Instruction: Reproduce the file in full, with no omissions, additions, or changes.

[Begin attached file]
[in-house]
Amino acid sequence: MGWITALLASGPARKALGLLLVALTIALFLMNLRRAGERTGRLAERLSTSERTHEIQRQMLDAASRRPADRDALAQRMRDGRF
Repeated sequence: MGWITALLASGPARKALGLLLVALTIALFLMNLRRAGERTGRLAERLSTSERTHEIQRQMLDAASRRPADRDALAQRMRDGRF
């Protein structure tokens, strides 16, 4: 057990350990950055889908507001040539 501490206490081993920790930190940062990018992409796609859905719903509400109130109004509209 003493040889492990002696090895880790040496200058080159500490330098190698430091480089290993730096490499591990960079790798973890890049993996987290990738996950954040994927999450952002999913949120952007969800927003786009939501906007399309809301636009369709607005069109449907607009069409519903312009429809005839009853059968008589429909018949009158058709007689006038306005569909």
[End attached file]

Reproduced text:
[in-house]
Amino acid sequence: MGWITALLASGPARKALGLLLVALTIALFLMNLRRAGERTGRLAERLSTSERTHEIQRQMLDAASRRPADRDALAQRMRDGRF
Repeated sequence: MGWITALLASGPARKALGLLLVALTIALFLMNLRRAGERTGRLAERLSTSERTHEIQRQMLDAASRRPADRDALAQRMRDGRF
């Protein structure tokens, strides 16, 4: 057990350990950055889908507001040539 501490206490081993920790930190940062990018992409796609859905719903509400109130109004509209 003493040889492990002696090895880790040496200058080159500490330098190698430091480089290993730096490499591990960079790798973890890049993996987290990738996950954040994927999450952002999913949120952007969800927003786009939501906007399309809301636009369709607005069109449907607009069409519903312009429809005839009853059968008589429909018949009158058709007689006038306005569909």